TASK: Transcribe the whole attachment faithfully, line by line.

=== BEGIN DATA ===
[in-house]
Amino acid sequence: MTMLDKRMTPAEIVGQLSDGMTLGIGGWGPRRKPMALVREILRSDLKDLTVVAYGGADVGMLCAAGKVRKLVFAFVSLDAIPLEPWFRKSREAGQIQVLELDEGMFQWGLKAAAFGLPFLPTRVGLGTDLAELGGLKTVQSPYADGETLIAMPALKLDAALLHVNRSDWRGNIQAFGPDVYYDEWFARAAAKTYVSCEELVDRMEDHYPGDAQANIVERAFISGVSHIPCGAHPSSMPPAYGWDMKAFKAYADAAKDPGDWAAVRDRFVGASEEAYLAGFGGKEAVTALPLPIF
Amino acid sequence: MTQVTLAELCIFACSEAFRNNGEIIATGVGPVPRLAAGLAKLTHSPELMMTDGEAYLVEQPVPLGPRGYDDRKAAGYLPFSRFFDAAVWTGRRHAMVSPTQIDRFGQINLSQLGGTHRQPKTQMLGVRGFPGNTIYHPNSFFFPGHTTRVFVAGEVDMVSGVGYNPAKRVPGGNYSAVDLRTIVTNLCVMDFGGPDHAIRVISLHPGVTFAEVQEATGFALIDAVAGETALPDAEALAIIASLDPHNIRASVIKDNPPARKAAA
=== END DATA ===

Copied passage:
[in-house]
Amino acid sequence: MTMLDKRMTPAEIVGQLSDGMTLGIGGWGPRRKPMALVREILRSDLKDLTVVAYGGADVGMLCAAGKVRKLVFAFVSLDAIPLEPWFRKSREAGQIQVLELDEGMFQWGLKAAAFGLPFLPTRVGLGTDLAELGGLKTVQSPYADGETLIAMPALKLDAALLHVNRSDWRGNIQAFGPDVYYDEWFARAAAKTYVSCEELVDRMEDHYPGDAQANIVERAFISGVSHIPCGAHPSSMPPAYGWDMKAFKAYADAAKDPGDWAAVRDRFVGASEEAYLAGFGGKEAVTALPLPIF
Amino acid sequence: MTQVTLAELCIFACSEAFRNNGEIIATGVGPVPRLAAGLAKLTHSPELMMTDGEAYLVEQPVPLGPRGYDDRKAAGYLPFSRFFDAAVWTGRRHAMVSPTQIDRFGQINLSQLGGTHRQPKTQMLGVRGFPGNTIYHPNSFFFPGHTTRVFVAGEVDMVSGVGYNPAKRVPGGNYSAVDLRTIVTNLCVMDFGGPDHAIRVISLHPGVTFAEVQEATGFALIDAVAGETALPDAEALAIIASLDPHNIRASVIKDNPPARKAAA